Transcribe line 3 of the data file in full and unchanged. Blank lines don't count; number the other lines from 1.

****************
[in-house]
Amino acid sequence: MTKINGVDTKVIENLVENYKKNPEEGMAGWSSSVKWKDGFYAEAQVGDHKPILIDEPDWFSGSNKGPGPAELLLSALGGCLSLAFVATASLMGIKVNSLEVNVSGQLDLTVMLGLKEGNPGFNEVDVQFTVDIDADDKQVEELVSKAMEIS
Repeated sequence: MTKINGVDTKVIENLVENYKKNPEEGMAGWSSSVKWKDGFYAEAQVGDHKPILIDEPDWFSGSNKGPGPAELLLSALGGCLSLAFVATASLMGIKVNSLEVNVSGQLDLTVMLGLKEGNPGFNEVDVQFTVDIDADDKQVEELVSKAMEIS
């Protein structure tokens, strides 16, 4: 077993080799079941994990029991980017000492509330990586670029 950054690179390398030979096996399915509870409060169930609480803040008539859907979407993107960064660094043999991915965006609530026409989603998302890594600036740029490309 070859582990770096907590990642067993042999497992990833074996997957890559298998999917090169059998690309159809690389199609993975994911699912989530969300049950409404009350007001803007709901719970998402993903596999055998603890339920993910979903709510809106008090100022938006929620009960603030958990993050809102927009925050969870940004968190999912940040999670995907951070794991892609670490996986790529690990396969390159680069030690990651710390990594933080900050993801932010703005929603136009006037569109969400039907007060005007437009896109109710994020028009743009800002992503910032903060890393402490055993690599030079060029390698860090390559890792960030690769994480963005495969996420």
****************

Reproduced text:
Repeated sequence: MTKINGVDTKVIENLVENYKKNPEEGMAGWSSSVKWKDGFYAEAQVGDHKPILIDEPDWFSGSNKGPGPAELLLSALGGCLSLAFVATASLMGIKVNSLEVNVSGQLDLTVMLGLKEGNPGFNEVDVQFTVDIDADDKQVEELVSKAMEIS